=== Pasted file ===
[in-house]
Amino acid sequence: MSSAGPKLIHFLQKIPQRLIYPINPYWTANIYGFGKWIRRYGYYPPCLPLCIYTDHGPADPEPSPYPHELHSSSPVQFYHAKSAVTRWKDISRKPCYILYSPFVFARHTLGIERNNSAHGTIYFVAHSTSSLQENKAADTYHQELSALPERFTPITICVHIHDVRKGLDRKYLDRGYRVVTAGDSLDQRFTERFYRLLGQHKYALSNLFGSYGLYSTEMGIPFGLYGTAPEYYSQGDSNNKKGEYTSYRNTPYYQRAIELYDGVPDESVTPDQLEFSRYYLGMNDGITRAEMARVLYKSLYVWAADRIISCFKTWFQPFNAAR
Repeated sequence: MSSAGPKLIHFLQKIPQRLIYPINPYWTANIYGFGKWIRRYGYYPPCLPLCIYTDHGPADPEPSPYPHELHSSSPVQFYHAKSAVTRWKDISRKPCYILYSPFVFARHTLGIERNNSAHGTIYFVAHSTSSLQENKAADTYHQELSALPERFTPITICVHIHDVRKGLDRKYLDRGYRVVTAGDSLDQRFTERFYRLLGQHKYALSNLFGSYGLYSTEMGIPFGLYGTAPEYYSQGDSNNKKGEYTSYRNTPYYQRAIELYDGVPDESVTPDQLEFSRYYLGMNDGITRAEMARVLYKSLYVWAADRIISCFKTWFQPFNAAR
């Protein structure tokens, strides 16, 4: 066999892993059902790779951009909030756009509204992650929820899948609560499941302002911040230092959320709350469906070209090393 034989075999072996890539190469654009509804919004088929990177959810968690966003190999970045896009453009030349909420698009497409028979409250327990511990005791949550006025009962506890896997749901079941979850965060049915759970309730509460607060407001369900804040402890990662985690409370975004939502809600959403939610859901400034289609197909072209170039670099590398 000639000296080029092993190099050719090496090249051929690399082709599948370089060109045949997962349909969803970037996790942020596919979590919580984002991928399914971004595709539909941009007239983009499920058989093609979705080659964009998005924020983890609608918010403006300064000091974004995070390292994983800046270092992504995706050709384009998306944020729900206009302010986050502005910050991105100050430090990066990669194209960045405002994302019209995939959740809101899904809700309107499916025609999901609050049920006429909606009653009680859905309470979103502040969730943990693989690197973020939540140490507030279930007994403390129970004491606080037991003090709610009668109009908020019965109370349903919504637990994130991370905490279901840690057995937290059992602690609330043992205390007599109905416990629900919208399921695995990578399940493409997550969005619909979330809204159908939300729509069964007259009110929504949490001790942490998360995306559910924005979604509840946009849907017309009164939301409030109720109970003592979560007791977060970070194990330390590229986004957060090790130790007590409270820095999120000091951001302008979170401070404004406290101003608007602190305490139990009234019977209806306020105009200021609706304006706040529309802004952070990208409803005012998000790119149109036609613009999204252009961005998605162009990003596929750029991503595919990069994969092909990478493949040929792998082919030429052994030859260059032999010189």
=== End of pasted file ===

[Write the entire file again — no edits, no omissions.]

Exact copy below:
[in-house]
Amino acid sequence: MSSAGPKLIHFLQKIPQRLIYPINPYWTANIYGFGKWIRRYGYYPPCLPLCIYTDHGPADPEPSPYPHELHSSSPVQFYHAKSAVTRWKDISRKPCYILYSPFVFARHTLGIERNNSAHGTIYFVAHSTSSLQENKAADTYHQELSALPERFTPITICVHIHDVRKGLDRKYLDRGYRVVTAGDSLDQRFTERFYRLLGQHKYALSNLFGSYGLYSTEMGIPFGLYGTAPEYYSQGDSNNKKGEYTSYRNTPYYQRAIELYDGVPDESVTPDQLEFSRYYLGMNDGITRAEMARVLYKSLYVWAADRIISCFKTWFQPFNAAR
Repeated sequence: MSSAGPKLIHFLQKIPQRLIYPINPYWTANIYGFGKWIRRYGYYPPCLPLCIYTDHGPADPEPSPYPHELHSSSPVQFYHAKSAVTRWKDISRKPCYILYSPFVFARHTLGIERNNSAHGTIYFVAHSTSSLQENKAADTYHQELSALPERFTPITICVHIHDVRKGLDRKYLDRGYRVVTAGDSLDQRFTERFYRLLGQHKYALSNLFGSYGLYSTEMGIPFGLYGTAPEYYSQGDSNNKKGEYTSYRNTPYYQRAIELYDGVPDESVTPDQLEFSRYYLGMNDGITRAEMARVLYKSLYVWAADRIISCFKTWFQPFNAAR
């Protein structure tokens, strides 16, 4: 066999892993059902790779951009909030756009509204992650929820899948609560499941302002911040230092959320709350469906070209090393 034989075999072996890539190469654009509804919004088929990177959810968690966003190999970045896009453009030349909420698009497409028979409250327990511990005791949550006025009962506890896997749901079941979850965060049915759970309730509460607060407001369900804040402890990662985690409370975004939502809600959403939610859901400034289609197909072209170039670099590398 000639000296080029092993190099050719090496090249051929690399082709599948370089060109045949997962349909969803970037996790942020596919979590919580984002991928399914971004595709539909941009007239983009499920058989093609979705080659964009998005924020983890609608918010403006300064000091974004995070390292994983800046270092992504995706050709384009998306944020729900206009302010986050502005910050991105100050430090990066990669194209960045405002994302019209995939959740809101899904809700309107499916025609999901609050049920006429909606009653009680859905309470979103502040969730943990693989690197973020939540140490507030279930007994403390129970004491606080037991003090709610009668109009908020019965109370349903919504637990994130991370905490279901840690057995937290059992602690609330043992205390007599109905416990629900919208399921695995990578399940493409997550969005619909979330809204159908939300729509069964007259009110929504949490001790942490998360995306559910924005979604509840946009849907017309009164939301409030109720109970003592979560007791977060970070194990330390590229986004957060090790130790007590409270820095999120000091951001302008979170401070404004406290101003608007602190305490139990009234019977209806306020105009200021609706304006706040529309802004952070990208409803005012998000790119149109036609613009999204252009961005998605162009990003596929750029991503595919990069994969092909990478493949040929792998082919030429052994030859260059032999010189």